Vermont has done it one way. They've actually implemented Act 148 that said top-down "you will do this." They don't tell you how to do it, they don't tell you where you can find any place to take it, they haven't funded it at all, but they're committed to the policy. That's one approach. New Hampshire is always the "Live Free or Die" state. We don't want anybody telling us what to do and we always wait until everybody else gets the bugs out and then we'll come onboard. If you look at producer responsibility ... New Hampshire has got nothing. I'm trying to get them to even look at electronic waste before there isn't any place to take it. Right now it's costing [towns for collection]. If I was across the river in Vermont I'd get paid for it.
In terms of organics, I'm convinced that New Hampshire is going to be led by the economics of it. We only have so many landfills. Just like Vermont has one, we have five. As the price for MSW continues to creep up, and we're pushing $70 on average, the price of organics is going to come into play. The legislation will have to change and regulations will have to change in New Hampshire ... DES has recognized that those regulations have not been looked at, they've committed to doing it this year and I think that by this time next year we're going to be moving ahead with at least a couple of pilot programs.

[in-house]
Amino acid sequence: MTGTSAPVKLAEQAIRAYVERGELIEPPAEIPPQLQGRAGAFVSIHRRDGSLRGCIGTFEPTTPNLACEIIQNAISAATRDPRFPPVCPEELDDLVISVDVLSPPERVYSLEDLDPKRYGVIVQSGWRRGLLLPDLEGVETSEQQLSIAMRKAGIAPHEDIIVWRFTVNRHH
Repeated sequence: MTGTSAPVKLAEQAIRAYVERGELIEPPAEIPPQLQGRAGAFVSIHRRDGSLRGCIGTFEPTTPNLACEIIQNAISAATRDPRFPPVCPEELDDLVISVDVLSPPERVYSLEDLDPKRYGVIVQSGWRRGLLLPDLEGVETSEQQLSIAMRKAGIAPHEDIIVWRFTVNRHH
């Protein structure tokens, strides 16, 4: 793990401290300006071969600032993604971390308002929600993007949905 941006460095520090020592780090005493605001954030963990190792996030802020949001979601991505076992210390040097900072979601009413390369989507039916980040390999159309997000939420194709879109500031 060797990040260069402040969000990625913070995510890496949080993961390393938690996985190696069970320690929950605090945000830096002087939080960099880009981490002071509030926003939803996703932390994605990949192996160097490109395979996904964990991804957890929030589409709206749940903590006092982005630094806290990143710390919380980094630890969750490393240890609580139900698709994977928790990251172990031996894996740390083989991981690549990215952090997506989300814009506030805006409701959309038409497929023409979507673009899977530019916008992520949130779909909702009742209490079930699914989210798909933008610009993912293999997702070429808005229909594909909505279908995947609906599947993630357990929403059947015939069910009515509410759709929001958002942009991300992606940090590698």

Do you see any potential for a state policy in Maine or new initiatives in other Northeast states?
DURFOR: I think Maine is going to do it voluntarily. Massachusetts has certainly spent a long time investing in it. They're finding anaerobic digestion isn't maybe everything it's cracked up to be, but at least they're moving in the right direction. And I think New Hampshire is going to have to do it. In the marketplace itself, the grocery stores — just like plastic bags — they don't want to have one rule for Massachusetts and one for New Hampshire and one for Vermont. They cover the same territory.